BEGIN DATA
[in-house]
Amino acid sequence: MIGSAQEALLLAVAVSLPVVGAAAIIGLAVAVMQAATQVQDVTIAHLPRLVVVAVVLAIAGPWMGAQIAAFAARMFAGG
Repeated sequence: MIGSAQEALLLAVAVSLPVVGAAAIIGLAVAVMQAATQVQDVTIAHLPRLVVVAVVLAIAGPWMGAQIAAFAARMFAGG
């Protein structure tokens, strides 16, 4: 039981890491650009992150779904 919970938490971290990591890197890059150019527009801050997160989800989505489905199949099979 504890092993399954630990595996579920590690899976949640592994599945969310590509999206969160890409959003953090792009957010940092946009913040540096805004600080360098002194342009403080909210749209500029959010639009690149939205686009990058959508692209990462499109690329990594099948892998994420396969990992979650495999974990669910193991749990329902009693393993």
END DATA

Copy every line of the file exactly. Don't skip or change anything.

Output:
[in-house]
Amino acid sequence: MIGSAQEALLLAVAVSLPVVGAAAIIGLAVAVMQAATQVQDVTIAHLPRLVVVAVVLAIAGPWMGAQIAAFAARMFAGG
Repeated sequence: MIGSAQEALLLAVAVSLPVVGAAAIIGLAVAVMQAATQVQDVTIAHLPRLVVVAVVLAIAGPWMGAQIAAFAARMFAGG
């Protein structure tokens, strides 16, 4: 039981890491650009992150779904 919970938490971290990591890197890059150019527009801050997160989800989505489905199949099979 504890092993399954630990595996579920590690899976949640592994599945969310590509999206969160890409959003953090792009957010940092946009913040540096805004600080360098002194342009403080909210749209500029959010639009690149939205686009990058959508692209990462499109690329990594099948892998994420396969990992979650495999974990669910193991749990329902009693393993």